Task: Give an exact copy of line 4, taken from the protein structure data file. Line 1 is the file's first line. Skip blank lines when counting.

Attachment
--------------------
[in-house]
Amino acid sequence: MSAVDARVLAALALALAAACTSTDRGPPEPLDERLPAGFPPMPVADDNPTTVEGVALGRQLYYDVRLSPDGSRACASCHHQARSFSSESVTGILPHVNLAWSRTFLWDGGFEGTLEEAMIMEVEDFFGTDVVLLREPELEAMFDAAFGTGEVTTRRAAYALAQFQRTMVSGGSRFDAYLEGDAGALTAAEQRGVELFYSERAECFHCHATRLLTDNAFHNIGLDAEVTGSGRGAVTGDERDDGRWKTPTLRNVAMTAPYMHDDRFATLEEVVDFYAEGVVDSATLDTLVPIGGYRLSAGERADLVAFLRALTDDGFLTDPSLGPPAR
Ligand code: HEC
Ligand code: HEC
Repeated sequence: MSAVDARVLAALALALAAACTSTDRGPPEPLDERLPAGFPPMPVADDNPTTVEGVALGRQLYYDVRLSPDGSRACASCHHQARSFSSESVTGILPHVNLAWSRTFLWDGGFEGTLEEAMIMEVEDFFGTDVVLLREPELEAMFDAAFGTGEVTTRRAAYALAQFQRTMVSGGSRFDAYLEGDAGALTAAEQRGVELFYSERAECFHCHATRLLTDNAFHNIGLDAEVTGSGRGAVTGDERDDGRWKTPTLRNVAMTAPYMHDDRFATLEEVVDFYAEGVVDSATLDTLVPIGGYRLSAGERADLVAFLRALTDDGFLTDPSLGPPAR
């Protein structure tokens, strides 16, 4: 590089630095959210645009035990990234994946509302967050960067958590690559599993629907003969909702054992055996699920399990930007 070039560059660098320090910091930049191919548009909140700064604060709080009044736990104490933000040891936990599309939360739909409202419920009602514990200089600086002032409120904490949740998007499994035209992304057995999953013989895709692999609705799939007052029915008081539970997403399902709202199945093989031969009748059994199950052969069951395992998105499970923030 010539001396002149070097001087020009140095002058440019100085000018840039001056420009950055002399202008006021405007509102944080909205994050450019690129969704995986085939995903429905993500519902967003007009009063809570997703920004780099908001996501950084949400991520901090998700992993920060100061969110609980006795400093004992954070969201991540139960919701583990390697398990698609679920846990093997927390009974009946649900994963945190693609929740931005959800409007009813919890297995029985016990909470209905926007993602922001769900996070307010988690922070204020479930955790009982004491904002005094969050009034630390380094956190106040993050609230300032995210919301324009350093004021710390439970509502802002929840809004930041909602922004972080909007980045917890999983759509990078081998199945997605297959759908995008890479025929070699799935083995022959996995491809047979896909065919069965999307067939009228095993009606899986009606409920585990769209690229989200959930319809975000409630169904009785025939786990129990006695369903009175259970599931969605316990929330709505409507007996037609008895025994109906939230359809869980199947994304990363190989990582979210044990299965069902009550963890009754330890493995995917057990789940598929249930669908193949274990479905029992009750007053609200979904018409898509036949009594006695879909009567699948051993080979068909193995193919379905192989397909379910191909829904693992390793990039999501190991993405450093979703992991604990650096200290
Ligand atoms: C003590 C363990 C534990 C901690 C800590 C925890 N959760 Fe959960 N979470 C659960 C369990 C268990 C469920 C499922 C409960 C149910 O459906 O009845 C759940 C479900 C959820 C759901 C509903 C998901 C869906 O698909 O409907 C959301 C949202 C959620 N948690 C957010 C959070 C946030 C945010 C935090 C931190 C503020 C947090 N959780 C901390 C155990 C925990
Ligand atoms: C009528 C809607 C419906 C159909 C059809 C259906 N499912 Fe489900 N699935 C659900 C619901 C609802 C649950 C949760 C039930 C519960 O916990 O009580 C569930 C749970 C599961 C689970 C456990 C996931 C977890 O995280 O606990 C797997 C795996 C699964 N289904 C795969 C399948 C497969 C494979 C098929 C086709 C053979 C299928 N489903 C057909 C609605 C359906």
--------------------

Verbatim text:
Ligand code: HEC